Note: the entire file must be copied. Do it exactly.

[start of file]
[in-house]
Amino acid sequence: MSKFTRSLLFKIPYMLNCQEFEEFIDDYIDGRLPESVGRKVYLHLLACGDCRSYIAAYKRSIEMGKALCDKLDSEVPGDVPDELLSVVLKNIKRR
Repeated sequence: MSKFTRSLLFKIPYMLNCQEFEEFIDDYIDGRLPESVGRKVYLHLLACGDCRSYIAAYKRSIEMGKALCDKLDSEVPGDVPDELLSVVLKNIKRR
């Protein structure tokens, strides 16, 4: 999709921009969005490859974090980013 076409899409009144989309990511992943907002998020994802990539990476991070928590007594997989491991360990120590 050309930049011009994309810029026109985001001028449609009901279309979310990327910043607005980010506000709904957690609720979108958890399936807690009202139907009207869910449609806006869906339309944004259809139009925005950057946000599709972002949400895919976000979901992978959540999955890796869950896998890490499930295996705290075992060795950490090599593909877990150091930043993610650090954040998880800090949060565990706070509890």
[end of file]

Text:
[in-house]
Amino acid sequence: MSKFTRSLLFKIPYMLNCQEFEEFIDDYIDGRLPESVGRKVYLHLLACGDCRSYIAAYKRSIEMGKALCDKLDSEVPGDVPDELLSVVLKNIKRR
Repeated sequence: MSKFTRSLLFKIPYMLNCQEFEEFIDDYIDGRLPESVGRKVYLHLLACGDCRSYIAAYKRSIEMGKALCDKLDSEVPGDVPDELLSVVLKNIKRR
């Protein structure tokens, strides 16, 4: 999709921009969005490859974090980013 076409899409009144989309990511992943907002998020994802990539990476991070928590007594997989491991360990120590 050309930049011009994309810029026109985001001028449609009901279309979310990327910043607005980010506000709904957690609720979108958890399936807690009202139907009207869910449609806006869906339309944004259809139009925005950057946000599709972002949400895919976000979901992978959540999955890796869950896998890490499930295996705290075992060795950490090599593909877990150091930043993610650090954040998880800090949060565990706070509890």